#12362 closed enhancement (fixed)
Improvement of GNP generators for graphs and digraphs
Reported by: | David Coudert | Owned by: | jason, ncohen, rlm |
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Priority: | minor | Milestone: | sage-5.0 |
Component: | graph theory | Keywords: | directed graphs, generators |
Cc: | Nathann Cohen | Merged in: | sage-5.0.beta9 |
Authors: | David Coudert | Reviewers: | Nathann Cohen |
Report Upstream: | N/A | Work issues: | |
Branch: | Commit: | ||
Dependencies: | Stopgaps: |
Description (last modified by )
The RandomDirectedGNP generator is quit slow because it is written in python. Also I propose to rewrite it in Cython.
With this ticket, I propose to create a file graph_generators_pyx.pyx containing graphs and digraphs generators in cython and to provide a faster implementation of the GNP generator for both graphs and digraphs.
APPLY:
Attachments (4)
Change History (48)
comment:1 Changed 11 years ago by
comment:2 Changed 11 years ago by
Description: | modified (diff) |
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Summary: | Modification of the digraph generator to cython and improvement of the GNP genrator → Improvement of GNP generators for graphs and digraphs |
comment:3 Changed 11 years ago by
Description: | modified (diff) |
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comment:4 Changed 11 years ago by
Another proposal for RandomDirectedGNP.
The function is generic and also works for RandomGNP, but I haven't modified the graph_generators.py file because further benchmark are required: networkx implementation versus this implementation.
How can I remove useless attachments of this ticket ??
Thanks,
D.
comment:5 Changed 11 years ago by
Status: | new → needs_review |
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I have changed the status from new to need_review.
Without this patch
sage: %timeit digraphs.RandomDirectedGNP(1000,0.001) 5 loops, best of 3: 2.58 s per loop sage: %timeit networkx.random_graphs.directed_gnp_random_graph(1000,0.001) 5 loops, best of 3: 2.08 s per loop
With this patch
sage: %timeit digraphs.RandomDirectedGNP(1000,0.001) 5 loops, best of 3: 26.6 ms per loop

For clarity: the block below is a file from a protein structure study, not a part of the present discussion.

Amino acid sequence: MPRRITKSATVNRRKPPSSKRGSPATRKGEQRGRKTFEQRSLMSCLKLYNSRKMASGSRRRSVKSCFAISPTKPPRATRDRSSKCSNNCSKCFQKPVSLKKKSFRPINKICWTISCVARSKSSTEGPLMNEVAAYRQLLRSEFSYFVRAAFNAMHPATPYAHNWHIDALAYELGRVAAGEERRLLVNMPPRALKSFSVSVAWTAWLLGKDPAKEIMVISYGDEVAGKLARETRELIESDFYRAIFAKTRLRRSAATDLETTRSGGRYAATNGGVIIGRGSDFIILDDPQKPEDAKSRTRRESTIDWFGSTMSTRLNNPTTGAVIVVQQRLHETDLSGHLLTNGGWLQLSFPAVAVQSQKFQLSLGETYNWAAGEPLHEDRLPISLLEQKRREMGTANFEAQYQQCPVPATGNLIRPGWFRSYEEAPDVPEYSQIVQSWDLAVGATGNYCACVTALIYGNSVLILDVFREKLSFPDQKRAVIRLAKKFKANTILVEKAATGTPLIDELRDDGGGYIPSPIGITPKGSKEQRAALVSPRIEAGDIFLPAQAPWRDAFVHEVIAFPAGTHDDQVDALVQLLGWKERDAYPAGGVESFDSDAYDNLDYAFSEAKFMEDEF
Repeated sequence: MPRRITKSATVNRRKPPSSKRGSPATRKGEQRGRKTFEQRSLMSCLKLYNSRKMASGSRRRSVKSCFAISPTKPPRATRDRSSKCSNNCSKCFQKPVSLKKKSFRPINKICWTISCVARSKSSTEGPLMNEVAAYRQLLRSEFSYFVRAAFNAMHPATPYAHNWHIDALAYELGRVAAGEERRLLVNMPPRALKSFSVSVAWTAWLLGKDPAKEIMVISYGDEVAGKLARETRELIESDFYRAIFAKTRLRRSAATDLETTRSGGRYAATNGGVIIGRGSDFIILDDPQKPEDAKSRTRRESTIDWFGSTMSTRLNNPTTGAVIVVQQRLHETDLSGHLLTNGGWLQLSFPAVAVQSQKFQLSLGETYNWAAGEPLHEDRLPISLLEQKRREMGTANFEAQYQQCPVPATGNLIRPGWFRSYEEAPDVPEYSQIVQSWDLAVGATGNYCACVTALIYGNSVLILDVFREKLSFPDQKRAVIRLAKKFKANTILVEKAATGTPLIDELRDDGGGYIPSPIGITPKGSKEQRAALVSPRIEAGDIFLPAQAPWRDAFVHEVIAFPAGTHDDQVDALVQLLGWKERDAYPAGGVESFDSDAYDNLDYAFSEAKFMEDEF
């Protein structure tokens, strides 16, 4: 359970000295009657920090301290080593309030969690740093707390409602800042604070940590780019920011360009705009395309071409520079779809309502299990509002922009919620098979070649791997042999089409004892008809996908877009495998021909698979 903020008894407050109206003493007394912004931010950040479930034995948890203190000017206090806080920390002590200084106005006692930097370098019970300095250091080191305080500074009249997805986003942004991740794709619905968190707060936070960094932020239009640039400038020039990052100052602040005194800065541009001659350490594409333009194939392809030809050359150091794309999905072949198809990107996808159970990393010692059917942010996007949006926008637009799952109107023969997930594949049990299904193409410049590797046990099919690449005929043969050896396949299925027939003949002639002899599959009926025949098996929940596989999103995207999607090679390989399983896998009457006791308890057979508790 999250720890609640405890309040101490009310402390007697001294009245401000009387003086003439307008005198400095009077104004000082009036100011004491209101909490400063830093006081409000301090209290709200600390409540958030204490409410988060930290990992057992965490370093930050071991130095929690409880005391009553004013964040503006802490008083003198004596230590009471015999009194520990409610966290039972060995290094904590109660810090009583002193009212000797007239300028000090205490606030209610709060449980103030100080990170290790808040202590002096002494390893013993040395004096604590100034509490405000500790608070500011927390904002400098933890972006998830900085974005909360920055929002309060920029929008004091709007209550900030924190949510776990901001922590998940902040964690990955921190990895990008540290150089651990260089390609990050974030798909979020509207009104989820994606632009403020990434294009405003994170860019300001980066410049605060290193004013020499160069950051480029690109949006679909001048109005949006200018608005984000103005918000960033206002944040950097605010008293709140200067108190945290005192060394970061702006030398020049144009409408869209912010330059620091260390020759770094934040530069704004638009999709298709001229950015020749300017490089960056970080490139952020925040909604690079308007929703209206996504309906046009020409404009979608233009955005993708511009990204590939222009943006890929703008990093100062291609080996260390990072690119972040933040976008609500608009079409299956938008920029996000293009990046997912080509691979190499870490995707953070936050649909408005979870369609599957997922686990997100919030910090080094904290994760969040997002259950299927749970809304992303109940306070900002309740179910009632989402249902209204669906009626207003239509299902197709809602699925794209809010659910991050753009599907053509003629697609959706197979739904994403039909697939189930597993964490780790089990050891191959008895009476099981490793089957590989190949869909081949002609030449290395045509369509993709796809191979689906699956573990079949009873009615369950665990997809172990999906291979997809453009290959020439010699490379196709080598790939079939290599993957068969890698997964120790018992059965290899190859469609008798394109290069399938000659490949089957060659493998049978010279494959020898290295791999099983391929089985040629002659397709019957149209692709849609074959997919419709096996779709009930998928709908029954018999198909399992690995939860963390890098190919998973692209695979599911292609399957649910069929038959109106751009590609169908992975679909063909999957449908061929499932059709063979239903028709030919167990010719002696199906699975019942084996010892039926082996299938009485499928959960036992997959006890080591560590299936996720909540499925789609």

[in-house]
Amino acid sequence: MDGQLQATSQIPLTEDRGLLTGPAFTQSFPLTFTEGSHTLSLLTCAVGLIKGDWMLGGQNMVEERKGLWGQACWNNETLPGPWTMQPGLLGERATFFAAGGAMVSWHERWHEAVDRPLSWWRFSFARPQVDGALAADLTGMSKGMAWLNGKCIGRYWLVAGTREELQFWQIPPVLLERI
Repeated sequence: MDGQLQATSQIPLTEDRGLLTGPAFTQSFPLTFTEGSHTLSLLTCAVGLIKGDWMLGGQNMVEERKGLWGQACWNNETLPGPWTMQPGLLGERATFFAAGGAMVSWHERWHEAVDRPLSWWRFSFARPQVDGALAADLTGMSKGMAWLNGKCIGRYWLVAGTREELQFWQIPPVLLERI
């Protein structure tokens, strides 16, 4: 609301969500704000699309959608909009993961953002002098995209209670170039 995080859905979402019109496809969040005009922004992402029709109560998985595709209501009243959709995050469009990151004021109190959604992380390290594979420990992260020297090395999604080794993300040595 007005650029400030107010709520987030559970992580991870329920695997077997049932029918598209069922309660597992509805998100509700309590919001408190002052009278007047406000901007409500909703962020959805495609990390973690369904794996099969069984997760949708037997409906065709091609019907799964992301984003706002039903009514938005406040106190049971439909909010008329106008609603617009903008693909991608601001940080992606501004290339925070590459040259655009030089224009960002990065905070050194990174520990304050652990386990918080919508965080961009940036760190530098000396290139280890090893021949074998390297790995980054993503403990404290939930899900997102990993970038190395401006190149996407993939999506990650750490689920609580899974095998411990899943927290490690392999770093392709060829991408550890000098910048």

This patch could be used for undirected graphs, but the networkx implementation is competitive.
Waiting for your feedback.
D.
comment:6 Changed 11 years ago by
Status: | needs_review → needs_work |
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Helloooooo !!!
Nice speedup :-D
During the Sage week we also found a similar speedup in a Poset code, by replacing a m[i][j]
by a
m[i,j]
:-P
About the length of the code : it can be divided by two at no cost by removing the "else" on the "loops" argument. If you try to build an edge between i and i in a graph that that has been built with loops = False the edge is silently *not* created. And there should be no noticeable difference in the runtime if the code with loops is applied to the case where loops are forbidden.
It is also possible to write the two codes
for 0 <= i < n: for 0 <= j < n: if random() < pp: G.add_edge(i,j)
and
# Standard GNP generator for graphs for 0 <= i < n-1: for i+1 <= j <n: if random() < pp: G.add_edge(i,j)
as
for 0 <= i < n-1: for (i+1 if directed else 0) <= j <n: if random() < pp: G.add_edge(i,j)
Same thing here, a "if" in a loop (with branch prediction !) should not weigh much :-)
Nathann
comment:7 follow-up: 9 Changed 11 years ago by
Thank you Nathann for the good advices.
I have changed accordingly the standard GNP algorithm. I have also contracted the fast algorithm but it is a bit more difficult to read now. The extra cost for N = 10000 and p=0.0001 is 5ms which is acceptable ;-)
Some running time. The fast algorithm is better for large sparse graphs. Otherwise, the standard GNP algorithm is now fast enough.
sage: %timeit G = digraphs.RandomDirectedGNP(1000,0.001,loops=True,fast=True) 5 loops, best of 3: 55.8 ms per loop sage: %timeit G = digraphs.RandomDirectedGNP(1000,0.001,loops=True) 25 loops, best of 3: 15.8 ms per loop sage: %timeit G = digraphs.RandomDirectedGNP(10000,0.0001,loops=True,fast=True) 5 loops, best of 3: 558 ms per loop sage: %timeit G = digraphs.RandomDirectedGNP(10000,0.0001,loops=True) 5 loops, best of 3: 1.07 s per loop sage: %timeit G = digraphs.RandomDirectedGNP(10000,0.001,loops=True,fast=True) 5 loops, best of 3: 5.31 s per loop sage: %timeit G = digraphs.RandomDirectedGNP(10000,0.001,loops=True) 5 loops, best of 3: 1.5 s per loop
D.
PS: concerning m[i][j] versus m[i,j], is it for python or cython ? which kind of data structure ?
PS2: in general in C, m[i][j] is faster than m[i*N+j], so if you have a NxN matrix encoded in a 1D array A, it is interesting to create a B array of size N and to assign B[i]=A+i*N. Then, we have B[i,j]==A[i*N+j]. OK, I had real C course.
comment:8 Changed 11 years ago by
Status: | needs_work → needs_review |
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comment:9 Changed 11 years ago by
Status: | needs_review → needs_work |
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Hellooooooo !!!
Some running time. The fast algorithm is better for large sparse graphs.
Nice ! Could you advertise it in the doc ? Something like "the fast algorithm is only faster for *LARGE* instances (try it to know whether it is useful for you)" ?